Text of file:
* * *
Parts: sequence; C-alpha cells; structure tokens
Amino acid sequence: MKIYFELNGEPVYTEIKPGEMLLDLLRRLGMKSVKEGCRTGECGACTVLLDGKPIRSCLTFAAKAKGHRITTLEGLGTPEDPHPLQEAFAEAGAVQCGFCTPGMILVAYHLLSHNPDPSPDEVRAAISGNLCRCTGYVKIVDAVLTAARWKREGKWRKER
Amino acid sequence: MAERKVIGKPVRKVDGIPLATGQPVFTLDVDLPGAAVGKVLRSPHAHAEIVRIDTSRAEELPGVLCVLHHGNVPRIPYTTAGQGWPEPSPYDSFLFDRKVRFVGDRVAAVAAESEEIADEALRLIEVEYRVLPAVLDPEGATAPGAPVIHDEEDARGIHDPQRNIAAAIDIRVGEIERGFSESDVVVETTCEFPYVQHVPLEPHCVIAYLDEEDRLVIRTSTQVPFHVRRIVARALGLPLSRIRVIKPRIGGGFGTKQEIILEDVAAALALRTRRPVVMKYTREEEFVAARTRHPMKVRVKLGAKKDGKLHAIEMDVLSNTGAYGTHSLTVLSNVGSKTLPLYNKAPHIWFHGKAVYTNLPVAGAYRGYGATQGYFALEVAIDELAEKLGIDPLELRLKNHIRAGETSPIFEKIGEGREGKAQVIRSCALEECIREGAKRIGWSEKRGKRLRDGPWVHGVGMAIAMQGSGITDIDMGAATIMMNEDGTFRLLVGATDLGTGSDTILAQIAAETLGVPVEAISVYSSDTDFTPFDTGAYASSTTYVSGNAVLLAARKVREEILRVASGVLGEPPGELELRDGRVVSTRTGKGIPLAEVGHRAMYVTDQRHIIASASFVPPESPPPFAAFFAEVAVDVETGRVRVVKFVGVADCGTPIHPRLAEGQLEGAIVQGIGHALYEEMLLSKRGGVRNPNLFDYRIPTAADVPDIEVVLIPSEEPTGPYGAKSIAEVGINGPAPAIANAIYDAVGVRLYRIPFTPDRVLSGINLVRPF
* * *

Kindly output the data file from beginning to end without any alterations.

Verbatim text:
Parts: sequence; C-alpha cells; structure tokens
Amino acid sequence: MKIYFELNGEPVYTEIKPGEMLLDLLRRLGMKSVKEGCRTGECGACTVLLDGKPIRSCLTFAAKAKGHRITTLEGLGTPEDPHPLQEAFAEAGAVQCGFCTPGMILVAYHLLSHNPDPSPDEVRAAISGNLCRCTGYVKIVDAVLTAARWKREGKWRKER
Amino acid sequence: MAERKVIGKPVRKVDGIPLATGQPVFTLDVDLPGAAVGKVLRSPHAHAEIVRIDTSRAEELPGVLCVLHHGNVPRIPYTTAGQGWPEPSPYDSFLFDRKVRFVGDRVAAVAAESEEIADEALRLIEVEYRVLPAVLDPEGATAPGAPVIHDEEDARGIHDPQRNIAAAIDIRVGEIERGFSESDVVVETTCEFPYVQHVPLEPHCVIAYLDEEDRLVIRTSTQVPFHVRRIVARALGLPLSRIRVIKPRIGGGFGTKQEIILEDVAAALALRTRRPVVMKYTREEEFVAARTRHPMKVRVKLGAKKDGKLHAIEMDVLSNTGAYGTHSLTVLSNVGSKTLPLYNKAPHIWFHGKAVYTNLPVAGAYRGYGATQGYFALEVAIDELAEKLGIDPLELRLKNHIRAGETSPIFEKIGEGREGKAQVIRSCALEECIREGAKRIGWSEKRGKRLRDGPWVHGVGMAIAMQGSGITDIDMGAATIMMNEDGTFRLLVGATDLGTGSDTILAQIAAETLGVPVEAISVYSSDTDFTPFDTGAYASSTTYVSGNAVLLAARKVREEILRVASGVLGEPPGELELRDGRVVSTRTGKGIPLAEVGHRAMYVTDQRHIIASASFVPPESPPPFAAFFAEVAVDVETGRVRVVKFVGVADCGTPIHPRLAEGQLEGAIVQGIGHALYEEMLLSKRGGVRNPNLFDYRIPTAADVPDIEVVLIPSEEPTGPYGAKSIAEVGINGPAPAIANAIYDAVGVRLYRIPFTPDRVLSGINLVRPF